Drives and Approaches

The house is now approached from the north via a cobbled court with the date 1845 incorporated into the design. The 18th century approach was from the south through the entrance court, which has now been incorporated into the late 18th century gardens.

Walled Garden

The walled gardens lie to the south of the house. The central, or inner garden (once the entrance court) is divided by an axial path of concrete slabs, with flanking rose borders. In the upper part of the garden there are cross paths, forming grass semicircles, edged with narrow borders, and narrow side paths and borders beside the garden walls. A paved terrace runs immediately in front of the house. There is some fine detailing including rainwater gullies along the side paths. The grass areas are planted with a mixture of fruit trees including apples and damsons and some ornamental cherries, probably planted in the early 20th century. A pear tree, mentioned in the deeds, is trained against the south gable end of the Hanseatic Barn.

The two adjacent walled gardens are entered to by three doors in each wall, one in each corner and one in the centre point of the walls. The 1st edition OS (1894, 25") shows walks in the two outer walled areas but these gardens are now overgrown. Elm (Ulmus procera) and sycamore (Acer pseudoplatanus) are the dominant tree species. There is the remnant of a grass tennis court in the west enclosure.

An area of grass on the north side of the house is planted with a small group of elms dating from the late 18th century.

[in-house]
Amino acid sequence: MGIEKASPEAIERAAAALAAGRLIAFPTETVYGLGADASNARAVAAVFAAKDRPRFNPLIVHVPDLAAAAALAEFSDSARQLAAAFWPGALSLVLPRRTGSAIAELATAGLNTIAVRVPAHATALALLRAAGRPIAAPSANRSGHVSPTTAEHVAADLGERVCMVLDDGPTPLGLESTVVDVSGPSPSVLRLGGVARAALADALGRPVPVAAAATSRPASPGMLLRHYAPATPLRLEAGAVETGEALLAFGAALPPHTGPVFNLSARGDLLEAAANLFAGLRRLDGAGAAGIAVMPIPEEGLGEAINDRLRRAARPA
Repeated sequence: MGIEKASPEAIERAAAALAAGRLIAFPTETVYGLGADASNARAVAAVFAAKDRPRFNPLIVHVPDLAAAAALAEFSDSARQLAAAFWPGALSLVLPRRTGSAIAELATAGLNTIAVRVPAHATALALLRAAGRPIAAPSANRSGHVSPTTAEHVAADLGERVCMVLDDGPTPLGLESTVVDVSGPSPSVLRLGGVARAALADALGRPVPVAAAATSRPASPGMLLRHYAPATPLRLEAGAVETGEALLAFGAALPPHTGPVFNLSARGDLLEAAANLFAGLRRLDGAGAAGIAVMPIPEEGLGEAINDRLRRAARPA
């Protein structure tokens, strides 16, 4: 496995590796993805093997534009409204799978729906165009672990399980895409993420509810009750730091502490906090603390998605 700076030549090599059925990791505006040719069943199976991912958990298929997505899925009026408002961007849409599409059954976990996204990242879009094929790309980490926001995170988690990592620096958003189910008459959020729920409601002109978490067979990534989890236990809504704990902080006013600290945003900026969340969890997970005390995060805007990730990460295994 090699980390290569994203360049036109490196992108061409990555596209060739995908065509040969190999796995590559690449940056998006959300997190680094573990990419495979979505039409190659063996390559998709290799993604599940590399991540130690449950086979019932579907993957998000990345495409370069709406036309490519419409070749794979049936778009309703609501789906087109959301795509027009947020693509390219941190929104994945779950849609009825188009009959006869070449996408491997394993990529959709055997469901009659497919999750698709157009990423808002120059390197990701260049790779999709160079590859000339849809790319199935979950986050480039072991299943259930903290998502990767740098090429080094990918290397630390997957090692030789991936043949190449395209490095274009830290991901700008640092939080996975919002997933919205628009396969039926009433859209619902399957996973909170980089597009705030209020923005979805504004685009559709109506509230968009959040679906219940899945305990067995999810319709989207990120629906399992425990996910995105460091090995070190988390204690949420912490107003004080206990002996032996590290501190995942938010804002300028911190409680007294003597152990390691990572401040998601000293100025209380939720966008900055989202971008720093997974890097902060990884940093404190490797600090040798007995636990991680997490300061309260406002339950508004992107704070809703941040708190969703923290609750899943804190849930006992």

Features
  • Gazebo
  • Description: Twin gazebos in the walled garden.
  • Garden Wall
  • Description: Eighteenth-century rubble-built garden walls whose height is raised with lava.
  • Grotto
  • Description: A clinker- or lava-built grotto.
Access & Directions

Access Contact Details

The house and garden are open and the adjoining barn is in use as a restaurant and patisserie.
Authorities

Electoral Ward

  • Cockenzie and Port Seton
History

Detailed History

The following is from the Historic Environment Scotland Gardens and Designed Landscapes Inventory. For the most up-to-date Inventory entry, please visit the Historic Environment Scotland website:

http://portal.historic-scotland.gov.uk/hes/web/f?p=PORTAL:DESIGNATIONS:0

Reason for Inclusion

This is an unusual survivor, comprising a late 17th century layout of house, walled garden and associated garden buildings. The extensive use of clinker or lava in the garden walls and grotto is highly distinctive.

Main Phases of Landscape Development

Late 17th century, with mid-late 18th century additions.

Site History

Cockenzie House was built in the late 17th century for the Winton Estate's harbour and saltpan manager, but was forfeited in 1715 and passed to the York Building Company. The house was bought in the mid 18th century by the Cadells, a prosperous family of glaziers from Haddington, who made additions to the house and garden.

The Hanseatic Barn attached to the west side of the house indicates connections with the Hanseatic League although the building's history is little recorded.

Associated People

Just one person associated to Cockenzie House

Contact
References

References

Contributors

  • Historic Scotland

  • Joe Rock